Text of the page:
Limit your automatic retries
Recently I’ve seen such code:
def build_state(event) # ... rescue RubyEventStore::WrongExpectedEventVersion retry end
As you can see, the
build_state may raise an
RubyEventStore::WrongExpectedVersion which, if raised, is always automatically retried.
This error is raised if there are two concurrent writes to the same stream in
RubyEventStore but only one of them is allowed to succeed.
One of them will successfully append its event to the end of the stream and the second one will fail.
That second request with automatic retry implemented (like in above snippet) will retry after failing, and most likely succeed this time.
But what if it doesn’t?
What if there is so much concurrent writes, that this request will fail over and over?
What if there is a bug in the code which will always raise that error and we always retry? We have created an infinite loop, which deployed to production can bring our system down in seconds. :)
At least for these reasons, the code should always be retried limited number of times (one should be enough ;) ). An example could be:
def build_state(event) with_retry do # ... end end private def with_retry yield rescue RubyEventStore::WrongExpectedVersion yield end
How many retries to choose?
The less, the better for your system resilience (thus I recommend only one retry at most). Instead of automatically retrying, it’s better to let it fail the background job and retry it with exponential backoff (sidekiq has that built-in, other background job libraries may have too).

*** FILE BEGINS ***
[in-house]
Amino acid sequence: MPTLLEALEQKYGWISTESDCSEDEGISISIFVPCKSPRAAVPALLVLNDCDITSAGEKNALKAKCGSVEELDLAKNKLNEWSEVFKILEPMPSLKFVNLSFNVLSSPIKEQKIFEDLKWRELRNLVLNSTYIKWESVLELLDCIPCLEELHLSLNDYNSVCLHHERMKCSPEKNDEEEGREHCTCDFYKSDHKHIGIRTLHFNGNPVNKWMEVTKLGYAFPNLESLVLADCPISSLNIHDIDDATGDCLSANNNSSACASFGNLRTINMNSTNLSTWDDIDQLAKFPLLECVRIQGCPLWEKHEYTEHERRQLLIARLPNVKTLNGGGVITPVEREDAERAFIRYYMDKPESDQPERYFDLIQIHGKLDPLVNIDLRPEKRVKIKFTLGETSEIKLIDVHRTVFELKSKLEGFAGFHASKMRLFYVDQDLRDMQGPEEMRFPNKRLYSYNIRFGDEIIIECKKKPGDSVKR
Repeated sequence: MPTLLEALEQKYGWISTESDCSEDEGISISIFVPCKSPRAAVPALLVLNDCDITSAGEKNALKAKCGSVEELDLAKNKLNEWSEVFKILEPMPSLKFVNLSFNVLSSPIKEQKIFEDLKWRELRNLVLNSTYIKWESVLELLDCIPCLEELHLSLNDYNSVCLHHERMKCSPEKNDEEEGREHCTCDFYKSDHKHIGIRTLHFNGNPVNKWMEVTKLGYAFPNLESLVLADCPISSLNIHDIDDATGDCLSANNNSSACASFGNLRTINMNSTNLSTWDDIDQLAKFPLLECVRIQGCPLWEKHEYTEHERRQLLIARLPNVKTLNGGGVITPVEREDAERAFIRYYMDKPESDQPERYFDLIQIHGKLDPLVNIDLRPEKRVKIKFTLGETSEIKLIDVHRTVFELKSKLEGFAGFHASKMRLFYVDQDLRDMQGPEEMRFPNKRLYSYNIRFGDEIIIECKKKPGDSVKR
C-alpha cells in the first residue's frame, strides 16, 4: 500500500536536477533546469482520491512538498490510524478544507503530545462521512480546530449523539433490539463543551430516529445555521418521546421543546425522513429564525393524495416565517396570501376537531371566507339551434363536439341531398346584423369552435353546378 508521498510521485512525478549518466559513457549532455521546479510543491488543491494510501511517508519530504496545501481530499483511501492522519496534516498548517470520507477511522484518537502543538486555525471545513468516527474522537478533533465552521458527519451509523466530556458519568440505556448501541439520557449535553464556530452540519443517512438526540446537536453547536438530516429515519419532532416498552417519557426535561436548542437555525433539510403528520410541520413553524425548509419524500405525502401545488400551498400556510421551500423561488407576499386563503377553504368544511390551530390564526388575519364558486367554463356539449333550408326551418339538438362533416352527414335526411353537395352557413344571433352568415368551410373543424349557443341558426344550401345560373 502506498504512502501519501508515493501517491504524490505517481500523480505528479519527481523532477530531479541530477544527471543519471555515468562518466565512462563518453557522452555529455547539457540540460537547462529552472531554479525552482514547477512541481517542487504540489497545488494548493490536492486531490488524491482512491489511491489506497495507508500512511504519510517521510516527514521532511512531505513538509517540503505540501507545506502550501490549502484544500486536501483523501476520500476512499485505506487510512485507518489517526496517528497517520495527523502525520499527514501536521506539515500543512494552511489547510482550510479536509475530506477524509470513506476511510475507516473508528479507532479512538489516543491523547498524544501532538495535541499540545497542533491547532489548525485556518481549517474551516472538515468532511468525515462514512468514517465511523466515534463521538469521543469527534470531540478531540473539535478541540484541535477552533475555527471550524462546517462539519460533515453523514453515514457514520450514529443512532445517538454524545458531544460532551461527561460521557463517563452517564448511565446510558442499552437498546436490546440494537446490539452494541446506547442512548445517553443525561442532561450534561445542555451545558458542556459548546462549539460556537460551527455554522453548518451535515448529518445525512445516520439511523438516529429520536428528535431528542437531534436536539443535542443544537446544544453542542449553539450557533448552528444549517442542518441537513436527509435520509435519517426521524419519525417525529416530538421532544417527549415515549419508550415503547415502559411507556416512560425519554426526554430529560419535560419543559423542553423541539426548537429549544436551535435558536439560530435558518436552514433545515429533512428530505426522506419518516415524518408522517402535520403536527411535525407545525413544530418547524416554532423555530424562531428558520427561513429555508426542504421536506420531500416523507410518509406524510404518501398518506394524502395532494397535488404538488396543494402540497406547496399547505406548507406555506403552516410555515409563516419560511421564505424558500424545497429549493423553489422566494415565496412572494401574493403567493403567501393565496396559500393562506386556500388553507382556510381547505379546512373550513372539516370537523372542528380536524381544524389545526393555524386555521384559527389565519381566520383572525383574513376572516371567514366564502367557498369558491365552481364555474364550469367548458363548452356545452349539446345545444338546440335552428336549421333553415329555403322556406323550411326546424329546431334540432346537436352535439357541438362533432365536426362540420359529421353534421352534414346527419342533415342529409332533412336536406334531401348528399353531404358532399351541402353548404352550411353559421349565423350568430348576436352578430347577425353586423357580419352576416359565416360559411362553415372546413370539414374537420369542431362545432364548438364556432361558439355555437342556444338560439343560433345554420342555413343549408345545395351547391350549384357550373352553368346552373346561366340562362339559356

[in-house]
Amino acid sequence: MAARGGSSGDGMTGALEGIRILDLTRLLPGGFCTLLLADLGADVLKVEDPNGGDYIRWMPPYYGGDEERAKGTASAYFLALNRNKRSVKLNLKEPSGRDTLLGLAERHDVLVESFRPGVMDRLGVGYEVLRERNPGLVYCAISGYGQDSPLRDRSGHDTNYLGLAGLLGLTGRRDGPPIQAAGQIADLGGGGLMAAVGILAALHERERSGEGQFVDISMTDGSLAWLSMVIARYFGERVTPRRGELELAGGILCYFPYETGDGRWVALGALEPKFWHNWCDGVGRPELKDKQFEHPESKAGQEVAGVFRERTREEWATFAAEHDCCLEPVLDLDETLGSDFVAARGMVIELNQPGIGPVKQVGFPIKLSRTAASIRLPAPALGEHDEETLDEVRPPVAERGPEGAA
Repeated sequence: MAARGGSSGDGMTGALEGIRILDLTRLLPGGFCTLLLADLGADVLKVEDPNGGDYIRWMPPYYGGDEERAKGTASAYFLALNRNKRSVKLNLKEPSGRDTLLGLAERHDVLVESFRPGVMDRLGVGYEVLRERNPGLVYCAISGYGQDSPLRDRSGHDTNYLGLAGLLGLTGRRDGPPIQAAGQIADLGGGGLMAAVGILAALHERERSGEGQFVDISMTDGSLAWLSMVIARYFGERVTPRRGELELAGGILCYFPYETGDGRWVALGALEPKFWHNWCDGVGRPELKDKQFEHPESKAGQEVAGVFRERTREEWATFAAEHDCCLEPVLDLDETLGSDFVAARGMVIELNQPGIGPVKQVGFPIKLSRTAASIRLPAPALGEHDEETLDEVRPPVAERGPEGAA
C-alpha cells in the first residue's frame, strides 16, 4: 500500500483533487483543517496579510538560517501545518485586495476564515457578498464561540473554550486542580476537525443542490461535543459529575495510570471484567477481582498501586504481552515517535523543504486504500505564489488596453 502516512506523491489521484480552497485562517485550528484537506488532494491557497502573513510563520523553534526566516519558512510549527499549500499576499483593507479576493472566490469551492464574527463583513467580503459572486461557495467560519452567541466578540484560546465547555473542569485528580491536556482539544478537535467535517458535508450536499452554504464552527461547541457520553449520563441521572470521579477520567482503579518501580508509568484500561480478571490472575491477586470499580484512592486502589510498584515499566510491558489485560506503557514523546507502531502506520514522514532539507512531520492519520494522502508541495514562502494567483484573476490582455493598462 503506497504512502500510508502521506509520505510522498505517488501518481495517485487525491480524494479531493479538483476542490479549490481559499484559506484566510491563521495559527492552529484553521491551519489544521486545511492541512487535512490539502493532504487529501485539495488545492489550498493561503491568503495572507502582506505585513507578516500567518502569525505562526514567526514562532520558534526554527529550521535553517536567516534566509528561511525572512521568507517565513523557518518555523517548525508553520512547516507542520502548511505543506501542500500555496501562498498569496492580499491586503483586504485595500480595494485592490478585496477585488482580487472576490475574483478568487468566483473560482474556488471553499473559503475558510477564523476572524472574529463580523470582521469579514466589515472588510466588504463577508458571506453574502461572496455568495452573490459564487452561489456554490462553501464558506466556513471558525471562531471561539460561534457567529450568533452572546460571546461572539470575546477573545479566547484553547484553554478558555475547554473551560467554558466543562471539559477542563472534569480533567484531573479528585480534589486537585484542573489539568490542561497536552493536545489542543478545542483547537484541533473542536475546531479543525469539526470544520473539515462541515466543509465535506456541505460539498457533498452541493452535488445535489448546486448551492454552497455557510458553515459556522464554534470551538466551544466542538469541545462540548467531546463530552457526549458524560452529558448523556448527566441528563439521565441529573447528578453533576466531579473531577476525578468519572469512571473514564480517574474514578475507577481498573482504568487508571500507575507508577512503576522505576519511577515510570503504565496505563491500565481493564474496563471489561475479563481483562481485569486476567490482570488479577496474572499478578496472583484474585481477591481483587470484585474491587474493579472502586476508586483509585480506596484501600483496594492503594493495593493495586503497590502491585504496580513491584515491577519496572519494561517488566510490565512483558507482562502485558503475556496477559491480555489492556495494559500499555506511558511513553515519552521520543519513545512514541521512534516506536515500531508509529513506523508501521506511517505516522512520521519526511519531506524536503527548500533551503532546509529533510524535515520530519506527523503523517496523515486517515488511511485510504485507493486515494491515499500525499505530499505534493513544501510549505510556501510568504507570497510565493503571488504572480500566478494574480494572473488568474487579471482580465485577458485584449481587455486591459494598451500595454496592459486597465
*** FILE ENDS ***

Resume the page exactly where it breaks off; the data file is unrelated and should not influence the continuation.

The same applies to frontend, especially because user, tired of waiting, could already close the tab and we are still trying to prepare a response for him – it’s better to fail the request and let the frontend decide whether to retry it again or not. By letting it fail we have faster requests, and therefore one less reason to have a production outage related to request queuing.
Remember that if your worker continues working on this failed task, it is not working on other tasks. And some failure reasons (like network error on third parties) have a high chance of happening again.
Third party integrations
All of the above applies also to integration with third parties. Even if HTTP request has failed because of a transient failure (like a timeout), it has a high chance of happening again if retried just after failing. Maybe your third party is temporarily overloaded, maybe they are just in the middle of the deployment, maybe they have a temporary bug on which their team is already working. Let it fail, and retry later.
Error reporting and metrics
Why there were retries in the first place? Often they are added because the code failed once, the error came up to error reporting software and someone decided that if it has failed, then we need to retry it again. Noone likes to get a notification for an error about which you can’t do anything, therefore it’s best to just ignore these transient errors. Instead of reporting them, it’s better to add a metric to your monitoring system each time your request succeed or fail and add an alert threshold when it fails too often. This is possible in all open source monitoring systems (like Grafana+InfluxDB) or proprietary ones (like NewRelic).